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A Prayer for Owen Meany
Readers of John Irving’s novel will recall that Christian martyr Owen Meany possesses a rock-solid Flannery O’Connor–like faith, and believes that everything in his life has meaning and will converge in something important that he must do. Teeny weeny Owen Meany (Doug Hara) lives with his odd, working class parents in Gravesend, NH, and every time there is blasting in their nearby granite quarry, dust filters down on them from their living room ceiling. Owen’s best friend, John Wheelwright (Ian Merrill Peakes), lives with his mother (Karen Peakes) and her well-to-do mother (Mary Martello) in the same town, and both boys have paternity issues. At a Little League game Owen inadvertently kills John’s mother, whom he loves, with a hard-driven foul ball. Yet the boys remain close.
John’s reminiscences provide the primary narrative frame. One of the strengths of Simon Bent’s script is that it gives necessary information while avoiding the trap of over-narrating. Although it is inevitable that the script would lack the texture and scope of Irving’s long novel, it stands on its own merits, which is quite a feat. For the most part this adaptation overcomes fear of cropping, providing a scan of the original and moving forward with bold strokes, even new material. With its foreshadowing and motifs of love, friendship, determinism, faith and death, this is a well-realized and --by the second act-- increasingly compelling production. Absolute truth be told, though, it is still too long and could lose a few characters, half an hour, and an intermission.
After the opening scenes the story moves quickly and comes alive with its families, Episcopalians, and a doubting Congregationalist clergyman Rev. Merrill (well done by Scott Greer). Terrence J. Nolen directs a mix of natural and stylized acting. The whole cast is, of course, wonderful. Karen Peakes is a lovely, understated Tabitha Wheelwright and The Meany parents played by Anthony Lawton and Catharine K. Slusar are a perfectly balanced peculiar pair. Leads Ian Merrill Peakes as John and Doug Hara as Owen Meany turn in exceptional work.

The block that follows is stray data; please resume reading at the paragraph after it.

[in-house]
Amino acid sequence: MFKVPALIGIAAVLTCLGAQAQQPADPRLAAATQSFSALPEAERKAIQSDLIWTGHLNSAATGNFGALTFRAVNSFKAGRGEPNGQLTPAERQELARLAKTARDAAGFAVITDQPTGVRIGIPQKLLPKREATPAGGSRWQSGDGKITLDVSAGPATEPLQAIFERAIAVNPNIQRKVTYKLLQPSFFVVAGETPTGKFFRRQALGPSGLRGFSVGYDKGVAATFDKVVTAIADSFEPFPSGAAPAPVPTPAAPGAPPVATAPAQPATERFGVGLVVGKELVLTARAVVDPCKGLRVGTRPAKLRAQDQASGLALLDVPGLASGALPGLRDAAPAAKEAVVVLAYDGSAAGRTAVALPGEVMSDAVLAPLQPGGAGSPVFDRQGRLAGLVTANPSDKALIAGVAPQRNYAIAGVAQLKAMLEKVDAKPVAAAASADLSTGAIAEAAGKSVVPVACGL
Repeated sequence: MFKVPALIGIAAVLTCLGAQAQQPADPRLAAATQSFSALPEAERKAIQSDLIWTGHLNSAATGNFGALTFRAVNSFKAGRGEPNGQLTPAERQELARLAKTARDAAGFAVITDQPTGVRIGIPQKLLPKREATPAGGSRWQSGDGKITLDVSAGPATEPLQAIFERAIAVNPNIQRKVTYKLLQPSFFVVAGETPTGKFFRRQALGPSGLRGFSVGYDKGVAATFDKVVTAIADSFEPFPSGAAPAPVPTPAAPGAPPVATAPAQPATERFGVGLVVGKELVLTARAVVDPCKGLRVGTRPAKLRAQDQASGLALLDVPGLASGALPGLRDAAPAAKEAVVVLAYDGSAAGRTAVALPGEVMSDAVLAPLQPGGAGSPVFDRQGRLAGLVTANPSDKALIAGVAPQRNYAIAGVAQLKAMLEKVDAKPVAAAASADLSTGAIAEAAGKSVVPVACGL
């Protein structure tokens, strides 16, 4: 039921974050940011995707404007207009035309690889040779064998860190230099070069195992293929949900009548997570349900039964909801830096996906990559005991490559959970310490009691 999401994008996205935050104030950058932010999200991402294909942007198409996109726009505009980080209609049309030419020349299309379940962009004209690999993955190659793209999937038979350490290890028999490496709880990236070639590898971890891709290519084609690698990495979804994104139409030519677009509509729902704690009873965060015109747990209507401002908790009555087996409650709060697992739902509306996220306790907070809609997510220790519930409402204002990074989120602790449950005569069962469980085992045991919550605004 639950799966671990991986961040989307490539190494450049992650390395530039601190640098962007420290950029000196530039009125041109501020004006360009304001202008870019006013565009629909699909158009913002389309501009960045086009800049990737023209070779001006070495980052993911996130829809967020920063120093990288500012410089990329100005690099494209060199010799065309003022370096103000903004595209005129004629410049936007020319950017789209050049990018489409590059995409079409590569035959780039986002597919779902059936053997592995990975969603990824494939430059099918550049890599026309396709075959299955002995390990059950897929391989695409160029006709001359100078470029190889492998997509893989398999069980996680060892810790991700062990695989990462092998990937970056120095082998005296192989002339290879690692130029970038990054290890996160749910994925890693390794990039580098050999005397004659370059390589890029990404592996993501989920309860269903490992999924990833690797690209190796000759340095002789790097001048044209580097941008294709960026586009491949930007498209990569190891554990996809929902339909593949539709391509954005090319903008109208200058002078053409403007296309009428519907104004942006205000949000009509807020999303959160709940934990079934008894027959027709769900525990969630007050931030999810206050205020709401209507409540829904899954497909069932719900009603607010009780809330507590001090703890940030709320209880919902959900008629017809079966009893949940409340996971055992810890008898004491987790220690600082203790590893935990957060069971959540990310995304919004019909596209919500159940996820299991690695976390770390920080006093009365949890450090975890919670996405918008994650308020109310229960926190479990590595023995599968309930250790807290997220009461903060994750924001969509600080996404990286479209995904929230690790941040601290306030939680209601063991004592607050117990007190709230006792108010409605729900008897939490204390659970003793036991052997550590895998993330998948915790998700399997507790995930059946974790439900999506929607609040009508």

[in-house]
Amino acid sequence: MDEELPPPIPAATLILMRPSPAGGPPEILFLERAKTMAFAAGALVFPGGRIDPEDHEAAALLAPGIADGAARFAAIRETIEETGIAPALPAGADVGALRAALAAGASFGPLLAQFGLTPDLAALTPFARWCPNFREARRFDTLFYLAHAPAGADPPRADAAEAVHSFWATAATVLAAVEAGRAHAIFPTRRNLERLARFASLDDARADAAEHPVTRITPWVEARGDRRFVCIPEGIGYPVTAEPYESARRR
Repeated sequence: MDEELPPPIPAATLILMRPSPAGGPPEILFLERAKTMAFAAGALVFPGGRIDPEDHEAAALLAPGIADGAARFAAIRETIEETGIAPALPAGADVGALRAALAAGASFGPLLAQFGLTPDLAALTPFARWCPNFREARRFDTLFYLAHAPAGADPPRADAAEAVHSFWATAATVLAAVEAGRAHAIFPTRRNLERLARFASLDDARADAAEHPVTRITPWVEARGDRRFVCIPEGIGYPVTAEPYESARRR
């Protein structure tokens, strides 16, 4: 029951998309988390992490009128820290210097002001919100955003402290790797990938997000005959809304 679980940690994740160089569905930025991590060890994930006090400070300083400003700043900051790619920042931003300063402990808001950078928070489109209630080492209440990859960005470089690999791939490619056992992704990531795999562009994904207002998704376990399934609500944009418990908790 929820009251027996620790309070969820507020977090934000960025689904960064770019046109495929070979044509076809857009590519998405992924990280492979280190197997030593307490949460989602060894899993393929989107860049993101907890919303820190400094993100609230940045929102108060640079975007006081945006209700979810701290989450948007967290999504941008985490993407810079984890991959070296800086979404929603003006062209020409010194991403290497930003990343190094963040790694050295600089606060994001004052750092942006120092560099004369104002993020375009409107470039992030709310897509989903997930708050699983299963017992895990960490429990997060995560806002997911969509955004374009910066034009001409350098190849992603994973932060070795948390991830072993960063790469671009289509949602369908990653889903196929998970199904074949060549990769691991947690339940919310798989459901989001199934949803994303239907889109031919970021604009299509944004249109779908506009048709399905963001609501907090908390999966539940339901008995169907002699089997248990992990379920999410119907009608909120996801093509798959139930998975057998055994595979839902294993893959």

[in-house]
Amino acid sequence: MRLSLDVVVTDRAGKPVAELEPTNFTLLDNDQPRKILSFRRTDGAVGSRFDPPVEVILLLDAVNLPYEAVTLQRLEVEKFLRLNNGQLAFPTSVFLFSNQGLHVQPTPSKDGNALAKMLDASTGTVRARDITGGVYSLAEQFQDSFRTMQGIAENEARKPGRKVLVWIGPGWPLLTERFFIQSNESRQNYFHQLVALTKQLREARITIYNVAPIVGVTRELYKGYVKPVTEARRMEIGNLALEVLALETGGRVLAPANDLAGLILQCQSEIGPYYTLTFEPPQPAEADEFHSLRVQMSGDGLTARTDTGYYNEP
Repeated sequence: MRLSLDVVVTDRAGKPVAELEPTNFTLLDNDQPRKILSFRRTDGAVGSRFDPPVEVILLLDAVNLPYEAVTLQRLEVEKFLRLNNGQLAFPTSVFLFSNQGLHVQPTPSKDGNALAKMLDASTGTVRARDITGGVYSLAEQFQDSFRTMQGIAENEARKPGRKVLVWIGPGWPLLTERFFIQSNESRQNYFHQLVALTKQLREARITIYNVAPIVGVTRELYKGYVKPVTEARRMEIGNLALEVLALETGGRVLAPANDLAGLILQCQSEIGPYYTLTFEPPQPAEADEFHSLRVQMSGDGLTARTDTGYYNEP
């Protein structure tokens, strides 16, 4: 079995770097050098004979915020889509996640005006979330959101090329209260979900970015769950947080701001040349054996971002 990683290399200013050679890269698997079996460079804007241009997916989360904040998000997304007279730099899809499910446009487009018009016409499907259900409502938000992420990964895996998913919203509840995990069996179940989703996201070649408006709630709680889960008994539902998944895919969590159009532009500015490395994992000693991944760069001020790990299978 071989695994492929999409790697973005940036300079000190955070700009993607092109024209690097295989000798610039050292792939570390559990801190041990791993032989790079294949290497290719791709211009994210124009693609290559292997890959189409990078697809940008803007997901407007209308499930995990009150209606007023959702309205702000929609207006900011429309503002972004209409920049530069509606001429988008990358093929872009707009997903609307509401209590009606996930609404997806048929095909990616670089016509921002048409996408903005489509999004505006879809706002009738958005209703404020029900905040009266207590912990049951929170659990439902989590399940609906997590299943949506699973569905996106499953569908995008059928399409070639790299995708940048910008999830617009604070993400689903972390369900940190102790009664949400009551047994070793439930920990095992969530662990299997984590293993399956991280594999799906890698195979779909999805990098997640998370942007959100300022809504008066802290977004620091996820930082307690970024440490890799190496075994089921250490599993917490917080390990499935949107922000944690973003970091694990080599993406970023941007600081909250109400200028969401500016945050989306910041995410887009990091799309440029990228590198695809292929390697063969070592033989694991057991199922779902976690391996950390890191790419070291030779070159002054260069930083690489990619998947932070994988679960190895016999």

In a memorable sequence two plays intersect: the Christ-echoing Owen is the baby Jesus in the grade school Nativity pageant (interesting, when you consider a paternity issue that will be aired later). He is, in the same scene, the final ghost in A Christmas Carol. As Owen freaks out over a premonitory vision, Scrooge (Greer) humorously stalls, performing lines from other well known works. Later in the new school director’s office-- dominated by pictures of Jung, Hitler, and Christ-- Owen catches hell for propositioning the Mrs. Robinsonesque mother of a classmate. The Vietnam War connection comes across loud and clear. But a less effective stand-up routine on "o-ver-sim-pli-fi-cation" with reverberations for the present, performed by a uniformed Owen smoking a cigarette, seems shoehorned into the production.
In the end events tie together and refer back to the opening when John explained that his friend who killed his mother was responsible for his belief in God. By now we have seen how he came to believe that Owen Meany’s life was a miracle.
Initially the set appears to be composed entirely of large panels and scrims of painted gray, cloudy skies. However, several surprising elements emerge as Christopher Pickart’s set design multitasks masterfully through the many consecutive and concurrent scenes. My only wish would be that it could have incorporated more diagonals into its essentially squared off, front-facing horizontality. Kenton Yeager’s excellent lighting, Cousineau’s musical composition and sound design, and the fine costumes contribute to the Nolen-precise, satisfying theatricality of A Prayer for Owen Meany.
Easy-on-the budget super gift for yourself and your musical loving friends. Tons of gorgeous pictures.
Retold by Tina Packer of Shakespeare & Co.
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Leonard Maltin's 2005 Movie Guide
6, 500 Comparative Phrases including 800 Shakespearean Metaphors by our editor.
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